I have taught the ways of the wilderness for well over thirty years and have authored a novel which dives deep into the shadows that follow you as you traverse wilderness trails. It is my hope to reach as many people as possible to tell everyone that the wilderness is not a place to be wary of. It is the only place where a person can dig deep into their soul and find that which is hidden to them by modern day society.
~ R.G. Wright - Hawks Shadow

Sunday, April 5, 2020

Easy build survival stove.

Tin cans have been utilized as makeshift stoves for many years. The tin-can stoves became known as Hobo stoves due to the fact that they were used extensively during the great depression as people drifted around the country looking for work. 

As a survival or camp stove, the tin-can stove is perfect. It will boil water in less than five minutes, it is easy to make and it is lightweight.  There is no need to carry bulky propane canisters or white gas containers and it is easy and safe to use.  

If you create a rock cairn around the stove, you can place your pan on the rock-rim and efficiently direct the heat to cook your food.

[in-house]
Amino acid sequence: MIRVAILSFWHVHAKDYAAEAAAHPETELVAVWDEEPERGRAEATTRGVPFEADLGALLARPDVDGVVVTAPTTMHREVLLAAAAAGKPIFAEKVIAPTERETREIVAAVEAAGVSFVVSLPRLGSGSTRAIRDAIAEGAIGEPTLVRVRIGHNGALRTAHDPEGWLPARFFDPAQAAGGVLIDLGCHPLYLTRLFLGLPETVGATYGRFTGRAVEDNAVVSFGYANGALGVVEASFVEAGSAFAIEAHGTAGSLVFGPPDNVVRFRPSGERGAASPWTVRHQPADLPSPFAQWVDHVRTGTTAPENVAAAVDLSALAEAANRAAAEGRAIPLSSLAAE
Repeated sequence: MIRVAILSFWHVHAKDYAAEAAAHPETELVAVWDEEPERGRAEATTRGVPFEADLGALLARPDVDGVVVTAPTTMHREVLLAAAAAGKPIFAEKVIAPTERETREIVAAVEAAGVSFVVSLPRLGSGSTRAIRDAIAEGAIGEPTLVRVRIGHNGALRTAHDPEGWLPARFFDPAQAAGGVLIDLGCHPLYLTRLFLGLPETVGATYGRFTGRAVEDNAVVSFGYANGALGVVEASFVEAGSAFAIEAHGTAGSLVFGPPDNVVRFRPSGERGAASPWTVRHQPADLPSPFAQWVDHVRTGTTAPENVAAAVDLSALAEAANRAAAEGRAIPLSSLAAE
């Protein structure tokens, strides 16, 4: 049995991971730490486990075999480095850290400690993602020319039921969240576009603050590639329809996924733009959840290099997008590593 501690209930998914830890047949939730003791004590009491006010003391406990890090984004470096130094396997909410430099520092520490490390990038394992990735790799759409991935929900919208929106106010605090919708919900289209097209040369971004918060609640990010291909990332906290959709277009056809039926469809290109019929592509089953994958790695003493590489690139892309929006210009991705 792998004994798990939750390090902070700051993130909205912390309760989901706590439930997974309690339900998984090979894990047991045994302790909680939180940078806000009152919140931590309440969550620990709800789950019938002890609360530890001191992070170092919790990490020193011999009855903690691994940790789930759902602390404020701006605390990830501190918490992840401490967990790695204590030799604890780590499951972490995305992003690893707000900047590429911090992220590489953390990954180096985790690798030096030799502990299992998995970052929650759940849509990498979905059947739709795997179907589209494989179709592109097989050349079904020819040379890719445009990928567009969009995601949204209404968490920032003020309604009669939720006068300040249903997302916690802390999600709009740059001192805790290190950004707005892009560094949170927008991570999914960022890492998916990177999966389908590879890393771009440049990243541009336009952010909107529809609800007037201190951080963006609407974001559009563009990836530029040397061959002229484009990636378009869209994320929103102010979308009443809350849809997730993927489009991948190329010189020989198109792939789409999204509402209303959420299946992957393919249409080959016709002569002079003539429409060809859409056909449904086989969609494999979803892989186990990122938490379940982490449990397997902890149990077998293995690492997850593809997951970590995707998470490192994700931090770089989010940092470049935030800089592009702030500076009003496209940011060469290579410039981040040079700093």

When you are cold and wet from a long haul through the portage trail, this little stove is a quick way of warming up before hitting the rain laden lake for the next leg of your journey. 

The only downfall to this little stove is the noise it makes as it clangs off your backpack when you move down the trail. Stuff it with leaves and forest debris and that will help solve the issue of noise. (Unless of course you feel more comfortable letting the wild ones know you are coming.) 

I make these stoves very plain and simple. There are many fancy designs floating around on the internet. As long as you have a loading/air intake hole at the bottom of the stove - it will work perfectly.  

Give this little stove a try, I am sure you will love it. 

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